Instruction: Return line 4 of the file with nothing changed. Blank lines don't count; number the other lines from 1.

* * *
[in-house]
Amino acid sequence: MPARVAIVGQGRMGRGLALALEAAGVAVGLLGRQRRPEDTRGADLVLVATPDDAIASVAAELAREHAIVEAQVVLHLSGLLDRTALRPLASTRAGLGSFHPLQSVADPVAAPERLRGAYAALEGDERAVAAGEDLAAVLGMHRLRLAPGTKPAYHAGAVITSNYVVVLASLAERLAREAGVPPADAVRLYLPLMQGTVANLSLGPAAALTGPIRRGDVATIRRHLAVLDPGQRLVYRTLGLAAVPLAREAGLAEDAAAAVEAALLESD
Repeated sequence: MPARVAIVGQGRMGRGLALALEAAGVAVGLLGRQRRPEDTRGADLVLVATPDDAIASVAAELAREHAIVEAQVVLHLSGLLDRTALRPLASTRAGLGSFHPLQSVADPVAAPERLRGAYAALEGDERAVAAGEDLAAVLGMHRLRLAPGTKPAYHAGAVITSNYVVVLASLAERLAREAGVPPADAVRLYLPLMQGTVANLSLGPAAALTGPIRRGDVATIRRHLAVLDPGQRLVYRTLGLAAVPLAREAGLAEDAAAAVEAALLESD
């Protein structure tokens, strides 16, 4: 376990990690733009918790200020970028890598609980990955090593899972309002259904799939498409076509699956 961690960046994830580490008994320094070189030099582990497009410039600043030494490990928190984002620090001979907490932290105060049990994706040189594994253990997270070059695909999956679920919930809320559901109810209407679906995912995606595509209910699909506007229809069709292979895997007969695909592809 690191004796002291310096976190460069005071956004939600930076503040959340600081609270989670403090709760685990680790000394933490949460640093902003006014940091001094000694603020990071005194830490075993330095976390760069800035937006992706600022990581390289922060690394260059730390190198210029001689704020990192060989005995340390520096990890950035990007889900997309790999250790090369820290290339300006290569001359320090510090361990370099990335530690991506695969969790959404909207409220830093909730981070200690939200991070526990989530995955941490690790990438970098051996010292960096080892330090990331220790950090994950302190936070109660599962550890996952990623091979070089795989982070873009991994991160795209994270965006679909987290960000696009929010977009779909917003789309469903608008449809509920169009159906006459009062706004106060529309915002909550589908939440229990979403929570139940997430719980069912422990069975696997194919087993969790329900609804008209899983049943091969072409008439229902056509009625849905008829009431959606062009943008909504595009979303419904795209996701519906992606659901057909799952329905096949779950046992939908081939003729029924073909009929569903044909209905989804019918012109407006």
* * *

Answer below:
């Protein structure tokens, strides 16, 4: 376990990690733009918790200020970028890598609980990955090593899972309002259904799939498409076509699956 961690960046994830580490008994320094070189030099582990497009410039600043030494490990928190984002620090001979907490932290105060049990994706040189594994253990997270070059695909999956679920919930809320559901109810209407679906995912995606595509209910699909506007229809069709292979895997007969695909592809 690191004796002291310096976190460069005071956004939600930076503040959340600081609270989670403090709760685990680790000394933490949460640093902003006014940091001094000694603020990071005194830490075993330095976390760069800035937006992706600022990581390289922060690394260059730390190198210029001689704020990192060989005995340390520096990890950035990007889900997309790999250790090369820290290339300006290569001359320090510090361990370099990335530690991506695969969790959404909207409220830093909730981070200690939200991070526990989530995955941490690790990438970098051996010292960096080892330090990331220790950090994950302190936070109660599962550890996952990623091979070089795989982070873009991994991160795209994270965006679909987290960000696009929010977009779909917003789309469903608008449809509920169009159906006459009062706004106060529309915002909550589908939440229990979403929570139940997430719980069912422990069975696997194919087993969790329900609804008209899983049943091969072409008439229902056509009625849905008829009431959606062009943008909504595009979303419904795209996701519906992606659901057909799952329905096949779950046992939908081939003729029924073909009929569903044909209905989804019918012109407006």